Mechanical know-how and a flair for the custom look set a path from the high seas to the high roads for yacht engineer Paul Simpson.
How and when did you get into yachting?
I moved from Australia to Fort Lauderdale in 2013 and got my first yacht job helping a guy with a 53-foot 1987 Hatteras to sand the cap rails and change the oil in one of his generators. From there, I worked my way up to chief [engineer] on everything from a 120-foot Benetti to a 165-foot Feadship.
How did you get the idea for your business?
It really started because there were so many unreliable people who took advantage of yachties. I’d leave my motorcycles and my cars with mechanics, and then they’d come back damaged. Or I’d go away for charters or for seasons, and when I’d turn back up in Fort Lauderdale, they wouldn’t have the jobs done.
In yachting you’re only in town for two weeks, or a week, or maybe sometimes a few days, so I’d come back and miss out my opportunity to go do whatever it was I wanted to go do with my motorcycle.
So, my two best friends and I decided we just needed to open up our own shop. Our clients were originally friends of friends and other yachties, and then it just snowballed into a proper business with a retail outlet and five staff members. We do everything from oil changes, brake jobs and tires right through to complete custom builds, custom paintwork and transformations — a full-service shop. We do everything.
Do you have advice to other crew ready for a new career?
Well, the first thing to get out of yachting is you just have to make the decision to get out, because it’s so easy and so lucrative to stay in yachting. I thought I would be in yachting for 3 or 4 years, and then 9 years later I’m still in yachting. You get entrapped by the fun times, the limitless amount of money, the parties, the socializing. Before you know it, you’ve been doing it for 10 years, 15 years, 20 years. But it’s a hollow, transient, temporary lifestyle. There’s no loyalty within the job — even if you’ve been working on a yacht for a few years, before you’ve even got your stuff packed up and you’re down on the dock, there are already five people lined up to take your job. And realistically, you’re not doing anything for yourself; you’re just being paid to do a job. Whereas, if you find something that you’re passionate about and leave — actually make the effort to leave and not take the easy option out — it’s the only way you’ll ever get out. You have to just choose something and stick to it.
Do you miss working aboard yachts?
I do. I miss the travel. I miss the comraderie, I miss the parties. I miss just the fun times. You know, there’s nothing like being down in St. Martin and St. Barths, on the beach in the Caribbean, taking a half-million-dollar tender across to have a picnic for your guests. You’re in some of the most beautiful places that the world could ever offer. I do miss the travel and the exotic locations — oh, yeah, totally.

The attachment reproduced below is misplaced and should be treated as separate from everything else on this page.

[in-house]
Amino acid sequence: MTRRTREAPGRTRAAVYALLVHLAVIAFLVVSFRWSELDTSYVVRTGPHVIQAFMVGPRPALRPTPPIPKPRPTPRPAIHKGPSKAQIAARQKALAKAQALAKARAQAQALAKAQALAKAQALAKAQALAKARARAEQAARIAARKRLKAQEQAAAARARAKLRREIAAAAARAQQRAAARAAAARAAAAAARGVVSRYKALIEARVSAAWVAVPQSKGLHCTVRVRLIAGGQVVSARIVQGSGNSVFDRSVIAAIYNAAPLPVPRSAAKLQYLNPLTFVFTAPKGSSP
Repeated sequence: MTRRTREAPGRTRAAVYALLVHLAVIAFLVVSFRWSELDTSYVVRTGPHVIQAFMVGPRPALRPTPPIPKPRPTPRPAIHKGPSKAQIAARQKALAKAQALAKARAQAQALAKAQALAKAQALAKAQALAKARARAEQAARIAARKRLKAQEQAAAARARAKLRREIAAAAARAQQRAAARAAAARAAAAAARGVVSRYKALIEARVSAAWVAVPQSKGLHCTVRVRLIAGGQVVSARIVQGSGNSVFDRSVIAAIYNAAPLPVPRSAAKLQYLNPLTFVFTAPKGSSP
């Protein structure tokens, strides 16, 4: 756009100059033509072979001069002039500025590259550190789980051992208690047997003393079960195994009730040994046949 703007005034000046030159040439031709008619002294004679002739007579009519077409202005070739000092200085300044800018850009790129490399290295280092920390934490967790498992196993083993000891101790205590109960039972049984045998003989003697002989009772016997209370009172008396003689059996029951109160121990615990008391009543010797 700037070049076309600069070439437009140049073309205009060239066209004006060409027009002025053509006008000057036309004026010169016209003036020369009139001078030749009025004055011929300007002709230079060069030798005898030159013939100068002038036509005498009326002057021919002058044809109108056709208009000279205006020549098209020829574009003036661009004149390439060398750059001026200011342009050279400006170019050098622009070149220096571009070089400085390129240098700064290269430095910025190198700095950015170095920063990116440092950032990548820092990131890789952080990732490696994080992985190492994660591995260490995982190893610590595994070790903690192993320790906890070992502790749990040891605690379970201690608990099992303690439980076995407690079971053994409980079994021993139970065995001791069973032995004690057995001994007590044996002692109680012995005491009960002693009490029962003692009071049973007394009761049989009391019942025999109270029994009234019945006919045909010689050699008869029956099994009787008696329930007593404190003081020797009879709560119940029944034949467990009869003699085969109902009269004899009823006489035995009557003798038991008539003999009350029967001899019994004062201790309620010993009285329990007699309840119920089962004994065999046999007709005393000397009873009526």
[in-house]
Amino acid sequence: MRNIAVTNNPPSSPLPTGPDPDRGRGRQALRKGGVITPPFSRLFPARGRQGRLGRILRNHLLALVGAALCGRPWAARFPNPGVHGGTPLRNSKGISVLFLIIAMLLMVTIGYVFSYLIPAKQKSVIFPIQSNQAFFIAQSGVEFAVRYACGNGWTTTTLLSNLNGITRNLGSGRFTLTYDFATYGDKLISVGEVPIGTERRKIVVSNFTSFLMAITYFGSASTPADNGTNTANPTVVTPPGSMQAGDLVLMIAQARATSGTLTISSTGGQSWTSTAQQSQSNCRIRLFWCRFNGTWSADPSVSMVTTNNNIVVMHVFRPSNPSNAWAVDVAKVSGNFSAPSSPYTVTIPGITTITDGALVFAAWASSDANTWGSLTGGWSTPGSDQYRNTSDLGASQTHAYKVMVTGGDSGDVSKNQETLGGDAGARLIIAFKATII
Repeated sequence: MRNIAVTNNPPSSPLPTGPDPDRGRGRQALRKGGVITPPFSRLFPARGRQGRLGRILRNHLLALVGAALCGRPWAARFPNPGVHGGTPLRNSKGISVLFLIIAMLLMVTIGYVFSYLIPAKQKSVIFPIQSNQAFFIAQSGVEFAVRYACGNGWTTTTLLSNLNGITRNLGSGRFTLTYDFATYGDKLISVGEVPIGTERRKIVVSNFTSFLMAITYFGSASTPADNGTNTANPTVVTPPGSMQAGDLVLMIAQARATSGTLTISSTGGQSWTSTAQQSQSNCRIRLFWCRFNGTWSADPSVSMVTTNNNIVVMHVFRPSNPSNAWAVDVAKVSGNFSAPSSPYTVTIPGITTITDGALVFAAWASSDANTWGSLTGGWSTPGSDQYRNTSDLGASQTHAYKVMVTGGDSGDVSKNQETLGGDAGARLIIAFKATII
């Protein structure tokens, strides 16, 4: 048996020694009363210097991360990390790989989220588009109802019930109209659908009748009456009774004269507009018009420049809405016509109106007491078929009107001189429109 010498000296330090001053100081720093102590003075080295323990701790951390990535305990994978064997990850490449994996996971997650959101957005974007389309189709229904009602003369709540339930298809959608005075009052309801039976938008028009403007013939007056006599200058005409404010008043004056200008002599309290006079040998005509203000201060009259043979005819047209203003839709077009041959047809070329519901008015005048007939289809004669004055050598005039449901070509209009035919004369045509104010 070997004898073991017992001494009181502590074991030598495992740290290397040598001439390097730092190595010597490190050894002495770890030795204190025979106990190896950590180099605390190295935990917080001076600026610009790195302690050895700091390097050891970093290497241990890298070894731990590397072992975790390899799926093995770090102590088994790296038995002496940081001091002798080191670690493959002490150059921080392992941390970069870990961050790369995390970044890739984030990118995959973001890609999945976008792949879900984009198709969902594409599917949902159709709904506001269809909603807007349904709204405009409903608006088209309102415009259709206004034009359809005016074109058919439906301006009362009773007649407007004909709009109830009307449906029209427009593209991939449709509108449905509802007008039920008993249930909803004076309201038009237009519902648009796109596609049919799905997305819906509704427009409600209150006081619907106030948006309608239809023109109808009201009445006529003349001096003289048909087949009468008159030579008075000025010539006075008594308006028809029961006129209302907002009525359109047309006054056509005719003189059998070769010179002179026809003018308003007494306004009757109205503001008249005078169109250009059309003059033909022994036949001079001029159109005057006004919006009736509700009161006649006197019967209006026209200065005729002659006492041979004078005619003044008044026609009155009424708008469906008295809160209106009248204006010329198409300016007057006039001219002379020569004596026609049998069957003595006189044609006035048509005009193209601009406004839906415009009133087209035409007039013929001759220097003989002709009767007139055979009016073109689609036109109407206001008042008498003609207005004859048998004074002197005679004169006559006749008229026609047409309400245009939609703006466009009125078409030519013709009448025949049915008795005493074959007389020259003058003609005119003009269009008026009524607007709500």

Are there advantages in yachting that benefit your offboarding career?
A hundred percent. Because, when you do leave, people still call you and ask you to do another job. There are so many opportunities to boost your income while you build your business. Even now, I still do temp jobs, or I’ll look after people’s boats for them, or friends who are engineers need me to fill in for them while they’re on holiday. It’s amazing — you go in and you’ve got your chef meals, you’ve got your uniform, and you’ve got your set work hours, plus there’s a bunch of fun people to hang out with for a few weeks. I look forward to the occasional temp job. But, you know, as a now 42-year-old man, I want to have a house, have a dog, have a family. I don’t want to necessarily be away for months at a time and sleep in bunk. It’s just not me.
What’s been the biggest challenge so far with your business?
The biggest difference between yachting and having a business is having to be driven every day to be able to create your own future. And that’s where most people fail. Because it’s just easier to work on a boat and get paid a really good salary, regardless of what happens. If you make a mistake, or you’re not very good at your job, or you whatever it is, you’re always going to get paid. The captain can crash the boat, and then they’ll fix the boat and the next charter comes, and you’ll get paid. Whereas, when you own your own business, if you don’t go to work, you don’t get paid. If you don’t have customers, you don’t get paid. If you get a bad reputation, you’re not going to get a paycheck. That’s the hardest thing.
What does the future hold for Viking Customs?
We’re still growing. We’ve opened up a muscle car shop, so we build bikes and we build cars now. We’ve moved more into the performance industry, so we’re looking at doing more performance-oriented car builds. If you want to go fast, you can come and see us — that’s the market that we’re more looking toward now. It seems that the people who make it in the industry spend a lot of money on social media marketing, and it’s not our forté. So we’re learning how to do that as well.
Check out Viking Customs at vikingcustomsfl.com.
Don’t miss out!
Join Viking Customs for “Full Throttle Fridays,” a muscle car and motorcycle show with food trucks and live music, 7–11 p.m. on the first Friday of every month at LauderAle Brewery, 3305 SE 14th Ave., in Fort Lauderdale.